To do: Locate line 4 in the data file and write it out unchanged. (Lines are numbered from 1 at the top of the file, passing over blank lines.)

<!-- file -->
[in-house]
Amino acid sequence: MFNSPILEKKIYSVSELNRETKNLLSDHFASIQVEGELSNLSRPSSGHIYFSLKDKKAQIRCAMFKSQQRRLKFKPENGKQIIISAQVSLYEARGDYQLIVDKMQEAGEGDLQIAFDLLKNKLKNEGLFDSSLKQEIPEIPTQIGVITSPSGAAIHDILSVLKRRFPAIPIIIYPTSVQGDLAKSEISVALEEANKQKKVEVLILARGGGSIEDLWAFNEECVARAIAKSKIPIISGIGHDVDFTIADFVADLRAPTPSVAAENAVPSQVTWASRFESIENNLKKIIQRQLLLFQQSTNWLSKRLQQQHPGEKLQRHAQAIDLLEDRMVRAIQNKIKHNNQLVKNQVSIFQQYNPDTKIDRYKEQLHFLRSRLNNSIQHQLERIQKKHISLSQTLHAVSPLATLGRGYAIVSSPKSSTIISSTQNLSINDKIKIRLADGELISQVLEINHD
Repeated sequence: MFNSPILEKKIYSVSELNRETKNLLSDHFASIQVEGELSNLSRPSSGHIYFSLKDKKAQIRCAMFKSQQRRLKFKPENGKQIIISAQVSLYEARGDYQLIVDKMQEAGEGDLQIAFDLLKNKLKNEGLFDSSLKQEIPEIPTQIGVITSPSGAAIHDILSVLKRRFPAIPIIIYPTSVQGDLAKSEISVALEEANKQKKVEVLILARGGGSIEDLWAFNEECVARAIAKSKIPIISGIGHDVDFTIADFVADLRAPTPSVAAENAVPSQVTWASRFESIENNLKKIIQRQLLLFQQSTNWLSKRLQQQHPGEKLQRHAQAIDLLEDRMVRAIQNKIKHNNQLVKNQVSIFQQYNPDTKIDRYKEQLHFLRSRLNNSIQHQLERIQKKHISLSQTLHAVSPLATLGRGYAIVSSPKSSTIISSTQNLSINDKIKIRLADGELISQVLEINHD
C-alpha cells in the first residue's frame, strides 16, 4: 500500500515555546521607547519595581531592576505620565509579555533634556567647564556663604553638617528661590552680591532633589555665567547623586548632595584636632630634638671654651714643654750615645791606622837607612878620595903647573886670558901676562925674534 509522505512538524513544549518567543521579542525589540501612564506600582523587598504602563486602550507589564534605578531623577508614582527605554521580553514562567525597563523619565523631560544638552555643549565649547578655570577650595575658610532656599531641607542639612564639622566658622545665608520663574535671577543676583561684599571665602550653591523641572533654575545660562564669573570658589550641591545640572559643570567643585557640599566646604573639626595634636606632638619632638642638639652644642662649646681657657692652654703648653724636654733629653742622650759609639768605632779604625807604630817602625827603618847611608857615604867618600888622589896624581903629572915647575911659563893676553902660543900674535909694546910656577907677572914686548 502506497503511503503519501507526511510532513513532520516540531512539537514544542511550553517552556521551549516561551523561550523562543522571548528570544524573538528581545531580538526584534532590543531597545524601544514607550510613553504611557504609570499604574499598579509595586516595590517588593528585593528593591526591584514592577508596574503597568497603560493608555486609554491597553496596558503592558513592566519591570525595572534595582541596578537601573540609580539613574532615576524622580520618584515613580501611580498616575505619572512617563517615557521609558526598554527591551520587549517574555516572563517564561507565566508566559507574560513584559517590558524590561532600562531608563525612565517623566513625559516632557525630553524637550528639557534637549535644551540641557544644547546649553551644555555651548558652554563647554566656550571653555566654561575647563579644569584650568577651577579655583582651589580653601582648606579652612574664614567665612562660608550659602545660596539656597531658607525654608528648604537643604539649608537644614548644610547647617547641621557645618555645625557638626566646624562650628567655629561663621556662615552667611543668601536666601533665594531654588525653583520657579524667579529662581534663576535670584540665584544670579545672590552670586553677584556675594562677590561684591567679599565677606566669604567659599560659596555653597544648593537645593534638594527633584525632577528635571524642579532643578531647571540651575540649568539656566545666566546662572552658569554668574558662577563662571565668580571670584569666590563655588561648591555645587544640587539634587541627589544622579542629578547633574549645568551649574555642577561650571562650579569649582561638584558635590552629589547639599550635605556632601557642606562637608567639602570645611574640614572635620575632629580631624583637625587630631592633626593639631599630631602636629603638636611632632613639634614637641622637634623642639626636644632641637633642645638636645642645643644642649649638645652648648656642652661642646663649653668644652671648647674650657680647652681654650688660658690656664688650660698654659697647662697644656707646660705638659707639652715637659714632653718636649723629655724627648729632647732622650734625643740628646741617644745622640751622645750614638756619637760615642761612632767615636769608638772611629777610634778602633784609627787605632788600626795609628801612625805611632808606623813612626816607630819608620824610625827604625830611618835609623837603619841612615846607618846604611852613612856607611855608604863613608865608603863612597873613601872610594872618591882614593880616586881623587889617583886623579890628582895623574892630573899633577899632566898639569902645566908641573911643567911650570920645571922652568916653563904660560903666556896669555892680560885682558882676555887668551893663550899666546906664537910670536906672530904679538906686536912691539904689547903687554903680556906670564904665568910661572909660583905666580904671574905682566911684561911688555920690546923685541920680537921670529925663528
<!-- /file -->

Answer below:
C-alpha cells in the first residue's frame, strides 16, 4: 500500500515555546521607547519595581531592576505620565509579555533634556567647564556663604553638617528661590552680591532633589555665567547623586548632595584636632630634638671654651714643654750615645791606622837607612878620595903647573886670558901676562925674534 509522505512538524513544549518567543521579542525589540501612564506600582523587598504602563486602550507589564534605578531623577508614582527605554521580553514562567525597563523619565523631560544638552555643549565649547578655570577650595575658610532656599531641607542639612564639622566658622545665608520663574535671577543676583561684599571665602550653591523641572533654575545660562564669573570658589550641591545640572559643570567643585557640599566646604573639626595634636606632638619632638642638639652644642662649646681657657692652654703648653724636654733629653742622650759609639768605632779604625807604630817602625827603618847611608857615604867618600888622589896624581903629572915647575911659563893676553902660543900674535909694546910656577907677572914686548 502506497503511503503519501507526511510532513513532520516540531512539537514544542511550553517552556521551549516561551523561550523562543522571548528570544524573538528581545531580538526584534532590543531597545524601544514607550510613553504611557504609570499604574499598579509595586516595590517588593528585593528593591526591584514592577508596574503597568497603560493608555486609554491597553496596558503592558513592566519591570525595572534595582541596578537601573540609580539613574532615576524622580520618584515613580501611580498616575505619572512617563517615557521609558526598554527591551520587549517574555516572563517564561507565566508566559507574560513584559517590558524590561532600562531608563525612565517623566513625559516632557525630553524637550528639557534637549535644551540641557544644547546649553551644555555651548558652554563647554566656550571653555566654561575647563579644569584650568577651577579655583582651589580653601582648606579652612574664614567665612562660608550659602545660596539656597531658607525654608528648604537643604539649608537644614548644610547647617547641621557645618555645625557638626566646624562650628567655629561663621556662615552667611543668601536666601533665594531654588525653583520657579524667579529662581534663576535670584540665584544670579545672590552670586553677584556675594562677590561684591567679599565677606566669604567659599560659596555653597544648593537645593534638594527633584525632577528635571524642579532643578531647571540651575540649568539656566545666566546662572552658569554668574558662577563662571565668580571670584569666590563655588561648591555645587544640587539634587541627589544622579542629578547633574549645568551649574555642577561650571562650579569649582561638584558635590552629589547639599550635605556632601557642606562637608567639602570645611574640614572635620575632629580631624583637625587630631592633626593639631599630631602636629603638636611632632613639634614637641622637634623642639626636644632641637633642645638636645642645643644642649649638645652648648656642652661642646663649653668644652671648647674650657680647652681654650688660658690656664688650660698654659697647662697644656707646660705638659707639652715637659714632653718636649723629655724627648729632647732622650734625643740628646741617644745622640751622645750614638756619637760615642761612632767615636769608638772611629777610634778602633784609627787605632788600626795609628801612625805611632808606623813612626816607630819608620824610625827604625830611618835609623837603619841612615846607618846604611852613612856607611855608604863613608865608603863612597873613601872610594872618591882614593880616586881623587889617583886623579890628582895623574892630573899633577899632566898639569902645566908641573911643567911650570920645571922652568916653563904660560903666556896669555892680560885682558882676555887668551893663550899666546906664537910670536906672530904679538906686536912691539904689547903687554903680556906670564904665568910661572909660583905666580904671574905682566911684561911688555920690546923685541920680537921670529925663528